Montreal Gazette

$10-million federal grant brings prominent pain researcher to McGill

- KAREN SEIDMAN GAZETTE UNIVERSITI­ES REPORTER kseidman@ montrealga­ Twitter: KSeidman

You don’t need to be a worldclass researcher in pain to understand that McGill University’s announceme­nt that it has landed a $10-million federal grant to bring in a leading expert on pain research was completely painless.

There were smiles all around as Luda Diatchenko was inducted into the university, where she will continue her cutting-edge research into the silent epidemic of chronic pain and how it is affected by our genes.

This marks the first time the $10 million Canada Excellence Research Chair (CERC) has been awarded to McGill, and the first time it has been given out for pain research. It also marks the first time the prestigiou­s research chair has been given to a woman. In addition to the $10 million, another $20 million f rom public and private sources will go toward the chair — including from the Quebec government, Pfizer and McGill. The Canada Foundation for Innovation will provide a further $785,000 for research infrastruc­ture.

We will soon find out if money can buy relief for the one-in-five Canadians who suffers f rom debilitati­ng pain.

A world leader in pain genetics, Diatchenko is leaving the University of North Carolina at Chapel Hill to set up shop at McGill, where she will pursue her passion for studying the molecular and genetic mechanisms of human pain.

“Pain is not only the main reason why people visit a doctor; pain is also a mysterious, understudi­ed and underappre­ciated phenomenon,” she said.

As a former leader of one of Canada’s main scientific granting agencies, McGill’s new principal, Suzanne Fortier, acknowledg­ed that she was involved in the CERC process in her former capacity as a member of the steering committee that studied the grant, but she credited former principal Heather Munroe-Blum with being the one who pulled off the coup that brought Diatchenko to McGill.

“People of that stature have offers from everywhere, so it speaks to the strength of the program that she chose here,” Fortier said. (Diatchenko said the old buildings, supportive community and superb pain program at McGill appealed to her — and the winters aren’t a problem for her, seeing as she hails from Russia.)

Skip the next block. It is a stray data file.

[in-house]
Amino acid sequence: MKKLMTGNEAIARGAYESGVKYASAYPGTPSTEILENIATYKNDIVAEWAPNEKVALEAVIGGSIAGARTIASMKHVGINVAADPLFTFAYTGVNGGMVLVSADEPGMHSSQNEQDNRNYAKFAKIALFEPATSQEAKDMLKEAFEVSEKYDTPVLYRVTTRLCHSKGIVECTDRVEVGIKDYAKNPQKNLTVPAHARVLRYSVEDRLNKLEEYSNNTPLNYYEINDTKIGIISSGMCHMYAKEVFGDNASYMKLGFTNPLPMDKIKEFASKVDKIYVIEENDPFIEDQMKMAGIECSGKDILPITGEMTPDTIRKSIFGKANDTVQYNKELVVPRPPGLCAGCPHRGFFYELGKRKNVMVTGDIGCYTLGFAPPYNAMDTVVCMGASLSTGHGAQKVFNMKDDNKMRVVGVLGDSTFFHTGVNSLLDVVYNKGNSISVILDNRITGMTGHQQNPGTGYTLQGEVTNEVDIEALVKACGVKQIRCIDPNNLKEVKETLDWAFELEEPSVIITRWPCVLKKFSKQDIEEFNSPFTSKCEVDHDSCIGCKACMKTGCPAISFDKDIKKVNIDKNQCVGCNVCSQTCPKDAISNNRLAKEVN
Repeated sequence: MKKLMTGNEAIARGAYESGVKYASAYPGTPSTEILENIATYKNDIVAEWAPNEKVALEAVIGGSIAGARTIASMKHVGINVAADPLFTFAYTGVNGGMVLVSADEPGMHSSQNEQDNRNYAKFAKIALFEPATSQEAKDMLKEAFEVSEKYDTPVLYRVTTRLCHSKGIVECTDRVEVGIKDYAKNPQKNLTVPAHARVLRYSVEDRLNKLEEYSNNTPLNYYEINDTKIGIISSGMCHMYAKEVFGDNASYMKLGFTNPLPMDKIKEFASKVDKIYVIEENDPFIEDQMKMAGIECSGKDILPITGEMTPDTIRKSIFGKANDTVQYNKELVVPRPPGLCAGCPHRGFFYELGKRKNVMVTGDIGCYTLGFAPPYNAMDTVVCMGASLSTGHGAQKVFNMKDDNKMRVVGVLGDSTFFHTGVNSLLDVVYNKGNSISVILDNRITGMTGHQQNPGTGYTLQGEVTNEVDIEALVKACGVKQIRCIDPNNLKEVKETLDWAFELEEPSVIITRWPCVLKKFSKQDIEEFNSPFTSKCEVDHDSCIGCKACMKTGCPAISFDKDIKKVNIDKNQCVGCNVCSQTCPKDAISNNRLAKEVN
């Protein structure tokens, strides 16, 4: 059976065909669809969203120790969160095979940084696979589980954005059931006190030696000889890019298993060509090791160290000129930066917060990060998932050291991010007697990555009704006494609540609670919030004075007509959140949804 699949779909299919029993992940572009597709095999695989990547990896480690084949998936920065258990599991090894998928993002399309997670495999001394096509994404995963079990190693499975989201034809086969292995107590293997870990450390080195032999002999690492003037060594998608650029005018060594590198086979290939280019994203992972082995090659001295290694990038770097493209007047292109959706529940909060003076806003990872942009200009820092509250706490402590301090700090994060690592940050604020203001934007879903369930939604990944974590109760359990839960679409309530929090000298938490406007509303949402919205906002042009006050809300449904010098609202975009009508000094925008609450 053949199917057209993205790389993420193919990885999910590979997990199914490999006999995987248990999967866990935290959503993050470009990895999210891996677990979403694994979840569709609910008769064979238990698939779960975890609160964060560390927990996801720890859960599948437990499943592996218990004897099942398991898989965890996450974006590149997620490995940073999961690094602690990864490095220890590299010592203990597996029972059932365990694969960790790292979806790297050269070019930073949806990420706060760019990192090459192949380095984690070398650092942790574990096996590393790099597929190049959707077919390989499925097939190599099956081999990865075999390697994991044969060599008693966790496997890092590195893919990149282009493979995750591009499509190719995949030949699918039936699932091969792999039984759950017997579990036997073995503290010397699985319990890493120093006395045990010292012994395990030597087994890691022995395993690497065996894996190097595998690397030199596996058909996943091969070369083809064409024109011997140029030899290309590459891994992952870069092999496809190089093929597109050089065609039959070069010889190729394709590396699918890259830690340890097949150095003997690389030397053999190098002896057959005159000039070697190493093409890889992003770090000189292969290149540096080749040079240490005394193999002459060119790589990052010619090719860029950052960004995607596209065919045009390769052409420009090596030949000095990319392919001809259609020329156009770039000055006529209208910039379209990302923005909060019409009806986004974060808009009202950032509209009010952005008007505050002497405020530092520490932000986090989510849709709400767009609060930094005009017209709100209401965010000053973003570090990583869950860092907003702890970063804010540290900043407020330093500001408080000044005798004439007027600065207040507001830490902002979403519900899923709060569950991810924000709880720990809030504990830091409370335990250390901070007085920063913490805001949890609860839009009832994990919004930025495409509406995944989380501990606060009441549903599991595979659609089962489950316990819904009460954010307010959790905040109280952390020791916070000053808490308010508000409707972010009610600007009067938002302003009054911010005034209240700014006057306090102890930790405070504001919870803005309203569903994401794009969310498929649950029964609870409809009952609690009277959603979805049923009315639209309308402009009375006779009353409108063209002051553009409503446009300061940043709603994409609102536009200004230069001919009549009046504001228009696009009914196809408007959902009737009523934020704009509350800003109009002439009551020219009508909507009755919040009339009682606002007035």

McGill already boasts the Alan Edwards Centre for Research on Pain, one of the leading pain research centres in the world, but it is expected that the addition of Diatchenko and her expertise in human pain genetics will propel the university’s research to a new level.

The goal, Diatchenko says, is to have personaliz­ed pain treatments — and she is hoping her CERC and the ancillary infrastruc­ture, such as the five new professors McGill will hire to support her research, will help her realize that objective.

“About 50 per cent of pain depends on our biochemist­ry, which is related to genes,” Diatchenko said. “Once we understand this genetic variant which controls the level of pain, it can lead to new drugs and knowing which drug each person will need depending on their genetic profile.”

Greg Rickford, minister of state for science and technology, said the CERC program “is designed to attract and retain the world’s best researcher­s, and that’s what we’re delivering.

“We want to ensure the best and brightest are coming to Canada and to schools like McGill.”

Since the program launched in 2008, he said, the government has committed nearly $190 million over seven years to support research excellence at Canadian universiti­es.

There are 18 CERCs at Canadian universiti­es (includ- ing a couple in Quebec). In June 2011, the government announced funding to support the creation of 10 new CERCs, of which Diatchenko is the first.

The Conservati­ves, however, have taken a fair bit of criticism from some in the scientific community who say it only supports targeted research and not the basic science research that often leads to the most revolution­ary discoverie­s.

Rickford said most research doesn’t necessaril­y know where it’s going at the beginning, but then it evolves. To keep it fair, the granting councils do peer review and work independen­tly from the government, he said.

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